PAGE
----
Mutations in the PMV critical sites in ECL3 also reduce infectivity by the AKR6 XMV. This, together with the PMV-like failure of this virus to infect deglycosylated hamster cells suggests that AKR6 relies on some critical sites that form the PMV receptor determinant.
Cz524 is a novel wild mouse isolate that is only able to efficiently infect mouse cells carrying one of the 4 Xpr1 receptors, Xpr1sxv. Cz524 resembles XMVs in its ability to infect Xpr1n modified by E500K or the insertion of T582, but examination of the larger set of mutants indicates that neither of these substitutions is sufficient to produce a Cz524 receptor. The fact that this virus infects cells susceptible to both PMVs and XMVs is not surprising as the Cz524 RBD sequence combines features of XMVs and PMVs. The overall sequence closely resembles that of XMVs, but its VRA shows a 3 amino acid deletion where PMVs have a 4 amino acid deletion. This suggests that this VRA indel is important for receptor interactions. The Cz524 sequence and its unusual tropism also suggest that several regions of the envelope may contact the receptor  and that the cell receptor interface is constructed from both ECLs.
The characterization of entry-based virus resistance factors has obvious importance for a broader understanding of how viruses spread and adapt to new hosts, and how natural populations adapt to retrovirus infections. Infectious XMVs and endogenous X/PMVs have been identified in Eurasian mice, and these mice have evolved two protective mechanisms that restrict infection at the level of entry. Receptors can be blocked by Env glycoprotein produced by endogenous retroviruses (ERVs), and ERVs with intact env genes have been linked to the resistance genes Fv4, Rmcf and Rmcf2 [29-31]. More commonly, resistance to retrovirus entry is due to polymorphic mutations in the cell surface receptor. The present study indicates that the sequence variations that distinguish the rodent XPR1 receptors can result in subtle differences in the efficiency of virus infection or complete resistance to specific X/PMVs. Additional functional variants of XPR1 and determinants for X/PMV entry may be identified by expanding this analysis to non-rodent species exhibiting different virus susceptibility profiles [; CAK, unpublished observations], as recently shown by a recent analysis of human/mouse XPR1 chimeras .
Receptor-mediated virus restriction can result in the outgrowth of virus variants able to circumvent such blocks by adapting to receptor variation, by using alternative receptors or, as in the case of XMVs, using alternative receptor determinants on the same protein. The panel of variant viruses used in the present study were all the products of such adaptations and included naturally occurring mouse-derived isolates, the human-adapted XMRV, and HIX and FrMCF, variants adapted to cultured cell lines or laboratory-bred animals. These viruses differ from one another at multiple sites within env. Mutagenesis studies focusing on these RBD differences and other env regions implicated in receptor binding and/or fusion should provide further information on the critical residues involved in entry and the factors that limit or extend receptor usage.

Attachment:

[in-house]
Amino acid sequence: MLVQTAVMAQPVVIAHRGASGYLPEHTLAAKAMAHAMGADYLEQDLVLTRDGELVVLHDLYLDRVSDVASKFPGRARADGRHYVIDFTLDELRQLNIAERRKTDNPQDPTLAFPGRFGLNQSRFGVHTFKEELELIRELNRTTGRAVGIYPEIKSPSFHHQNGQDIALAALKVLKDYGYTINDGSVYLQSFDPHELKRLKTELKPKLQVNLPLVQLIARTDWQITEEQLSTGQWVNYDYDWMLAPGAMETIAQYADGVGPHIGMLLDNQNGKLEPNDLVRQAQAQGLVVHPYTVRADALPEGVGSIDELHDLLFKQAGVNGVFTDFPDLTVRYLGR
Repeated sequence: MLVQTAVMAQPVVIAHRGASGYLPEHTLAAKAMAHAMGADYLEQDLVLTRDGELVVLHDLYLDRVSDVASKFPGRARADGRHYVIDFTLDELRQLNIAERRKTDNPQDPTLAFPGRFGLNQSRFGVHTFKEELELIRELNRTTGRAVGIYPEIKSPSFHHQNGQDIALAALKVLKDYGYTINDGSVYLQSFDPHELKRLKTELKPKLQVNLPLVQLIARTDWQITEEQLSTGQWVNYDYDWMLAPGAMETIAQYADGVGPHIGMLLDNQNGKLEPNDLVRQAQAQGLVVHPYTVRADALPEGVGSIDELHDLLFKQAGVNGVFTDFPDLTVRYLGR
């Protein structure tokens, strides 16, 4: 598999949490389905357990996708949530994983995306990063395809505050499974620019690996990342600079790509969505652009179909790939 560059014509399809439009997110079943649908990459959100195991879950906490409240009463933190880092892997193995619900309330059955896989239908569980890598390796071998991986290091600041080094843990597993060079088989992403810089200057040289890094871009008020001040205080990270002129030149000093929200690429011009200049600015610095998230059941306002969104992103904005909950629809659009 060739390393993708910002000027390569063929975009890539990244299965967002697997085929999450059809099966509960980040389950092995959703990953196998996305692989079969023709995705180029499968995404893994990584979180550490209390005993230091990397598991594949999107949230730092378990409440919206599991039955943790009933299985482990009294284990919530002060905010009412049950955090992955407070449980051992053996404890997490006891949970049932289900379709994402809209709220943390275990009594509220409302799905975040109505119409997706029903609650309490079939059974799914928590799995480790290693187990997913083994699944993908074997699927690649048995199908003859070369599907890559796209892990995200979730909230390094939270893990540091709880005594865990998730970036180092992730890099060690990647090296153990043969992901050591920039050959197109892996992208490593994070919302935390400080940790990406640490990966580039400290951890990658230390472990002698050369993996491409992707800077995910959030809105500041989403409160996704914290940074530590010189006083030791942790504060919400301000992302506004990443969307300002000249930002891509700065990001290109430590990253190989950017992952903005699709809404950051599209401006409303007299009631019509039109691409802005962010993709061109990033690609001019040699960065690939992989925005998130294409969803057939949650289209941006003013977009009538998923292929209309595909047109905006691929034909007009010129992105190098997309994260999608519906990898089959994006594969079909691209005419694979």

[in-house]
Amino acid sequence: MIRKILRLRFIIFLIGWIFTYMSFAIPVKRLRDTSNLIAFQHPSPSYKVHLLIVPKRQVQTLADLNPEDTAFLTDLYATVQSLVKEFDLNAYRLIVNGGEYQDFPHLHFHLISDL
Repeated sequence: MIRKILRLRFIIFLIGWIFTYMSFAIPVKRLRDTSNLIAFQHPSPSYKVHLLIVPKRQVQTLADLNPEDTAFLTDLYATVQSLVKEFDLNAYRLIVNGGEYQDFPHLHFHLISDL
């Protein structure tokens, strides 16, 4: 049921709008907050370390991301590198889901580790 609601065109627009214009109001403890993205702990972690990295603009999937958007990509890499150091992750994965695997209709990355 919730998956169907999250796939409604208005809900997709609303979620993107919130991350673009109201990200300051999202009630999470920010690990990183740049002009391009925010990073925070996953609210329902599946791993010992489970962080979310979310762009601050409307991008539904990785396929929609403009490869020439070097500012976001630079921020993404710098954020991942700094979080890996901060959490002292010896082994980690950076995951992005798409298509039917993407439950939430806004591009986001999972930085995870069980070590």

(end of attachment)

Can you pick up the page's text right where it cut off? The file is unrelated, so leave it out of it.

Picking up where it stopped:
Defining genetic factors that underlie resistance to mouse gammaretroviruses is important because retroviruses are capable of trans-species transmission, and retroviruses that cluster with mouse gammaretroviruses are widespread among vertebrates. Martin and colleagues  found MLV-related ERVs in approximately one-fourth of the vertebrate taxa and identified recent zoonotic transmissions from mammals to birds and from eutherians to metatherians. Infectious viruses resulting from transspecies transmissions have been isolated from koalas and gibbon apes [33-35]. One of the viruses used in the present study, XMRV, is an infectious MLV-related virus from human prostate cancer patients [16,17], and it should be noted that similar viruses have also been reported in cell lines derived from other human tumors . It would not be surprising to find more examples of interspecies transmissions involving MLVs, since mice have a worldwide geographic distribution and all mammalian species tested have functional XPR1 receptors [; CAK, unpublished observation]. Thus, the examination of the co-evolution of the XPR1 receptor and the X/PMVs should contribute to an understanding of the natural history of infectious pathogenic gammaretroviruses in their murine hosts and provide a foundation for the study of epizoonotic infections.
We used six natural variants of the rodent XPR1 receptor to define six distinct host range types among naturally occurring X/PMVs. The 6 host range types include a novel cytopathic virus of wild mouse origin, termed Cz524, with an unusual XMV-like env gene. Among the previously described X/PMVs used for this analysis, we identified two species tropisms among PMVs, described the unique host range of wild mouse isolate CasE#1, and showed that the mouse AKR6 XMV and the human-derived XMRV differ from other XMVs in their inability to infect hamster cells. We used mutant Xpr1 genes to demonstrate that these six host range types have overlapping entry requirements defined by 5 critical amino acids in two extracellular loops, K/E500, T507, V508, T582. This functional polymorphism of the rodent XPR1 receptor is a consequence of the antagonistic interactions between co-evolving host and virus genes that generate substantial variation at the interaction interface.